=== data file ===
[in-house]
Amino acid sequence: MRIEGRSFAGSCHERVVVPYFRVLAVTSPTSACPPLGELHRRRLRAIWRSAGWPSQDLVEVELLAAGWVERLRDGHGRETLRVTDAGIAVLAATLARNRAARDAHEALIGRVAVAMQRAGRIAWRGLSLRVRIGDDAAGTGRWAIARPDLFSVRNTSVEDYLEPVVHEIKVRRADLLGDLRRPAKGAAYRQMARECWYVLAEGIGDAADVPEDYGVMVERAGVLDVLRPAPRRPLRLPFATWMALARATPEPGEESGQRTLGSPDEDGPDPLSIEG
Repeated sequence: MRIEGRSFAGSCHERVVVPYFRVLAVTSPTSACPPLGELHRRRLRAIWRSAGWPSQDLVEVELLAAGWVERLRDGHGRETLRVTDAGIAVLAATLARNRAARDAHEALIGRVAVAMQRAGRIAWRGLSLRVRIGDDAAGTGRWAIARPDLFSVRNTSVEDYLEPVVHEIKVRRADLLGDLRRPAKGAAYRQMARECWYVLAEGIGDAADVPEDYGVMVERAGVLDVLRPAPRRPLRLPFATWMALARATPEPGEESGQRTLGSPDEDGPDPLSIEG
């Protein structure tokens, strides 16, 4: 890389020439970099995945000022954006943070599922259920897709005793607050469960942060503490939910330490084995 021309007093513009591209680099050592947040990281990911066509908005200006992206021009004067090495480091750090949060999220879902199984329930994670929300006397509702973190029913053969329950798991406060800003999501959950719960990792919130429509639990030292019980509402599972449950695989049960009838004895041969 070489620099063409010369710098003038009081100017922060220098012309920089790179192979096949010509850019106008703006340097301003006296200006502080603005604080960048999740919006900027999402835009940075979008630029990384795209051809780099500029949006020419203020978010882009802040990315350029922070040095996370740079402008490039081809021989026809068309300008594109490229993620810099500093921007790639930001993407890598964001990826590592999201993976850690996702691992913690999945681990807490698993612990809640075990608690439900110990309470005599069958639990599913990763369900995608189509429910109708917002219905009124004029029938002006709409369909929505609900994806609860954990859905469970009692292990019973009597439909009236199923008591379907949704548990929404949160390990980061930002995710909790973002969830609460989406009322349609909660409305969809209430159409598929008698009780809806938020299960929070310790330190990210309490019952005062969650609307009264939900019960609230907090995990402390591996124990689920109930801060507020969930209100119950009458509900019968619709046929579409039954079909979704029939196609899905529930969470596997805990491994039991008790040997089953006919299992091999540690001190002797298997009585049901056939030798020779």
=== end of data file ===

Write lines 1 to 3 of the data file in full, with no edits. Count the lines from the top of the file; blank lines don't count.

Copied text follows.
[in-house]
Amino acid sequence: MRIEGRSFAGSCHERVVVPYFRVLAVTSPTSACPPLGELHRRRLRAIWRSAGWPSQDLVEVELLAAGWVERLRDGHGRETLRVTDAGIAVLAATLARNRAARDAHEALIGRVAVAMQRAGRIAWRGLSLRVRIGDDAAGTGRWAIARPDLFSVRNTSVEDYLEPVVHEIKVRRADLLGDLRRPAKGAAYRQMARECWYVLAEGIGDAADVPEDYGVMVERAGVLDVLRPAPRRPLRLPFATWMALARATPEPGEESGQRTLGSPDEDGPDPLSIEG
Repeated sequence: MRIEGRSFAGSCHERVVVPYFRVLAVTSPTSACPPLGELHRRRLRAIWRSAGWPSQDLVEVELLAAGWVERLRDGHGRETLRVTDAGIAVLAATLARNRAARDAHEALIGRVAVAMQRAGRIAWRGLSLRVRIGDDAAGTGRWAIARPDLFSVRNTSVEDYLEPVVHEIKVRRADLLGDLRRPAKGAAYRQMARECWYVLAEGIGDAADVPEDYGVMVERAGVLDVLRPAPRRPLRLPFATWMALARATPEPGEESGQRTLGSPDEDGPDPLSIEG